Routing between interfaces/VLANs



  • I found several threads with similar issues, however none of the solutions worked for me.

    I have the following setup:

    Interface TRUSTED (renamed from the default LAN) with 192.168.3.0/24 network, no VLAN
    Interface GASTLAN with 192.168.150.0/24 network, VLAN 3
    Interface OpenVPN (auto-created by enabling OpenVPN Servers)

    From all 3 of them access to the internet works. From OpenVPN Clients I can access hosts on TRUSTED (because the TRUSTED-net is defined as local network on the OpenVPN-Servers).

    However, no comm is possible from GASTLAN to a host in TRUSTED.

    For troubleshooting I created any-to-any rules on all 3 of these zones. I tried to find the culprit of my problem using the packet-filter, however, listening on GASTLAN-interface for any traffic to a specified IP (host on TRUSTED) brings an empty result.

    Heres my rules:

    TRUSTED.png

    GASTLAN.png

    OpenVPN.png

    Can anybody point me in the right direction where I have my thinking-issue?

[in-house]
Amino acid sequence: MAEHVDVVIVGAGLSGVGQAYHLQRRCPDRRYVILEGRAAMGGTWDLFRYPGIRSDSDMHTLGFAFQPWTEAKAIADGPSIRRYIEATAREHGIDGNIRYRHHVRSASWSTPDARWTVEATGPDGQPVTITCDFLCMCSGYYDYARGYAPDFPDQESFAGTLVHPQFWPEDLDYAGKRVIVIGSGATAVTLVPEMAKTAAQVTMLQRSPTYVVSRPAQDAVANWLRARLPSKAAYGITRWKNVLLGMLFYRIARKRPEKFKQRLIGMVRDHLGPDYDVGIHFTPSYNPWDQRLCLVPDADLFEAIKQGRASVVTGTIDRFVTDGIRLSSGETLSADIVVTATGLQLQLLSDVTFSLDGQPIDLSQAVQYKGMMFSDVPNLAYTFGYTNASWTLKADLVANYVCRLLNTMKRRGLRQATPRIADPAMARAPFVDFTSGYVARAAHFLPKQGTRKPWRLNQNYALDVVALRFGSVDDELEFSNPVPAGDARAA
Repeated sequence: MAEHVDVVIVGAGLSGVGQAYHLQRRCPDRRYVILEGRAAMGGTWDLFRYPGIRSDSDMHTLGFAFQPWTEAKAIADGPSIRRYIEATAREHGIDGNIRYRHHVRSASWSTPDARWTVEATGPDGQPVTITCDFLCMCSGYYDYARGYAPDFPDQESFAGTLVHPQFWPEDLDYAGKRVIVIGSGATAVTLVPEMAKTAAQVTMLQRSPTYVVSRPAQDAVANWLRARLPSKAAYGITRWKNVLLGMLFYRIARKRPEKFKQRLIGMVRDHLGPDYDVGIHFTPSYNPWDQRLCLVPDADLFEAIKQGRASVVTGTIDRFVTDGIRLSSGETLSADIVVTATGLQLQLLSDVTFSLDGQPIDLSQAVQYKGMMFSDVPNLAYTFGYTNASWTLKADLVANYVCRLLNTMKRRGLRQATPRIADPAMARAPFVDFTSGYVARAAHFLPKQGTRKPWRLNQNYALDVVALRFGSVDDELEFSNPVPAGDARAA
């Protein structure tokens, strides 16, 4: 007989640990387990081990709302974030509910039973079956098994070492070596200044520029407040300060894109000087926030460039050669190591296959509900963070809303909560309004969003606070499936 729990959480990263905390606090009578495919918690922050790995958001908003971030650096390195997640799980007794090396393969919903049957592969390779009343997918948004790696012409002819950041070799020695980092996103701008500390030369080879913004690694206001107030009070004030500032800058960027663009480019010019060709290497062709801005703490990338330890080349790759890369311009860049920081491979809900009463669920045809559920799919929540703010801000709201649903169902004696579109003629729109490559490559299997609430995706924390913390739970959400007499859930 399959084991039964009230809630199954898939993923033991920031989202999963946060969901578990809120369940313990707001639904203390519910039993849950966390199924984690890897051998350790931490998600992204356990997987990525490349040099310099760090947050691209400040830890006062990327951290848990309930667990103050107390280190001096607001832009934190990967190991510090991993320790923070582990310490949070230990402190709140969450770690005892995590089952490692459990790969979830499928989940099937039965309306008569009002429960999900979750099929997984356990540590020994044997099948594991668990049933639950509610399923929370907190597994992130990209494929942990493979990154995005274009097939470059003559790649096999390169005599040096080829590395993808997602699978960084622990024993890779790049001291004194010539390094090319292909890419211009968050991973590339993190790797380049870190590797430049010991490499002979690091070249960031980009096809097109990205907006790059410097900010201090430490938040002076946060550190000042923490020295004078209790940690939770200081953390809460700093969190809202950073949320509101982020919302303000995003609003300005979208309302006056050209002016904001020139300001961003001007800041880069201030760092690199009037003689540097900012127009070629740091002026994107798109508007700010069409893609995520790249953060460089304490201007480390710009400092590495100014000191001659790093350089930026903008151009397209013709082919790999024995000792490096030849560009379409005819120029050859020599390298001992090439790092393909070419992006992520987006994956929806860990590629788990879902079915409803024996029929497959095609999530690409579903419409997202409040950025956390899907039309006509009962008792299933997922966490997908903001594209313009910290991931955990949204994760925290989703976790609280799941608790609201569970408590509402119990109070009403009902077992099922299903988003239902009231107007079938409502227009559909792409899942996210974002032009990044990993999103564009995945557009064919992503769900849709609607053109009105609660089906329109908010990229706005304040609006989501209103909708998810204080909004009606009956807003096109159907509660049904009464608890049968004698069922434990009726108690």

• Block private networks unchecked on TRUSTET interface?



  • yes



  • logs?



  • which/where to find?


  • LAYER 8 Global Moderator

    @techvic said in Routing between interfaces/VLANs:

    listening on GASTLAN-interface for any traffic to a specified IP (host on TRUSTED) brings an empty result.

    If you see ZERO traffic to an IP in the trusted network hit your gastlan interface - how would pfsense route it if nothing there..

    your client in gastlan not using pfsense as its gateway? Is it running some vpn client on itself?



  • @johnpoz said in Routing between interfaces/VLANs:

    your client in gastlan not using pfsense as its gateway? Is it running some vpn client on itself?

    it is using pfsense as gateway (192.168.150.1). Since access to the internet works thru that, this shouldn't be the reason?


  • LAYER 8 Global Moderator

    @techvic said in Routing between interfaces/VLANs:

    it is using pfsense as gateway (192.168.150.1). Since access to the internet works thru that, this shouldn't be the reason?

    Well then what you say is not possible, or the client is pointing to something else for route to your lan network..

    If you sniff on this gast interface, pfsense packet capture under diag... And you don't see any traffic - how could pfsense ever possible route it??

    Here... Sniffing on my dmz (192.168.3/24), pinging box on my lan.. 192.168.9.100, the firewall doesn't allow the traffic on the dmz... But you can still see the traffic hitting pfsense dmz interface.

    pingcapt.jpg



  •